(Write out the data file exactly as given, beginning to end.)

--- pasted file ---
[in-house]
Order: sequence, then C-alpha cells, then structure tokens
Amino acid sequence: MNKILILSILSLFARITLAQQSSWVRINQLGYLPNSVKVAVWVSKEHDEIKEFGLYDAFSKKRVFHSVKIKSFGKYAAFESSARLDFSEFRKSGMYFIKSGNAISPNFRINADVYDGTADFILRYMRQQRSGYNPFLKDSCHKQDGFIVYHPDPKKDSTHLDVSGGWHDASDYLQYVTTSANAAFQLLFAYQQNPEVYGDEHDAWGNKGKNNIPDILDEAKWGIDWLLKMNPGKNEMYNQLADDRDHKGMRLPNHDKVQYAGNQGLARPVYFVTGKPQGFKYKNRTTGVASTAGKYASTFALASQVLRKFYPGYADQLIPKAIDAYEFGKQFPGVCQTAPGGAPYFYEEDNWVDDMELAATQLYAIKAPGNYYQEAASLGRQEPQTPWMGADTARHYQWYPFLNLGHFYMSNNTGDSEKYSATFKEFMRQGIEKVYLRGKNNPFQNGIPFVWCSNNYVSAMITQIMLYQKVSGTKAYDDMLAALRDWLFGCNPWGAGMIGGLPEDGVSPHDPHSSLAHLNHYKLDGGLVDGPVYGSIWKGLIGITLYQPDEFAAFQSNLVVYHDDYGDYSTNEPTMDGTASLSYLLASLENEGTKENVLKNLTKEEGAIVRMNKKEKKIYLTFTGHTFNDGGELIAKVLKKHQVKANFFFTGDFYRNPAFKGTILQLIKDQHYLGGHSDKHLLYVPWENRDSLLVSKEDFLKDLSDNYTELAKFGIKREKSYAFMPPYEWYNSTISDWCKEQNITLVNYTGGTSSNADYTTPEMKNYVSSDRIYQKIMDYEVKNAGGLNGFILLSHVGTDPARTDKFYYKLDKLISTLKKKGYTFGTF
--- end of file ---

[in-house]
Order: sequence, then C-alpha cells, then structure tokens
Amino acid sequence: MNKILILSILSLFARITLAQQSSWVRINQLGYLPNSVKVAVWVSKEHDEIKEFGLYDAFSKKRVFHSVKIKSFGKYAAFESSARLDFSEFRKSGMYFIKSGNAISPNFRINADVYDGTADFILRYMRQQRSGYNPFLKDSCHKQDGFIVYHPDPKKDSTHLDVSGGWHDASDYLQYVTTSANAAFQLLFAYQQNPEVYGDEHDAWGNKGKNNIPDILDEAKWGIDWLLKMNPGKNEMYNQLADDRDHKGMRLPNHDKVQYAGNQGLARPVYFVTGKPQGFKYKNRTTGVASTAGKYASTFALASQVLRKFYPGYADQLIPKAIDAYEFGKQFPGVCQTAPGGAPYFYEEDNWVDDMELAATQLYAIKAPGNYYQEAASLGRQEPQTPWMGADTARHYQWYPFLNLGHFYMSNNTGDSEKYSATFKEFMRQGIEKVYLRGKNNPFQNGIPFVWCSNNYVSAMITQIMLYQKVSGTKAYDDMLAALRDWLFGCNPWGAGMIGGLPEDGVSPHDPHSSLAHLNHYKLDGGLVDGPVYGSIWKGLIGITLYQPDEFAAFQSNLVVYHDDYGDYSTNEPTMDGTASLSYLLASLENEGTKENVLKNLTKEEGAIVRMNKKEKKIYLTFTGHTFNDGGELIAKVLKKHQVKANFFFTGDFYRNPAFKGTILQLIKDQHYLGGHSDKHLLYVPWENRDSLLVSKEDFLKDLSDNYTELAKFGIKREKSYAFMPPYEWYNSTISDWCKEQNITLVNYTGGTSSNADYTTPEMKNYVSSDRIYQKIMDYEVKNAGGLNGFILLSHVGTDPARTDKFYYKLDKLISTLKKKGYTFGTF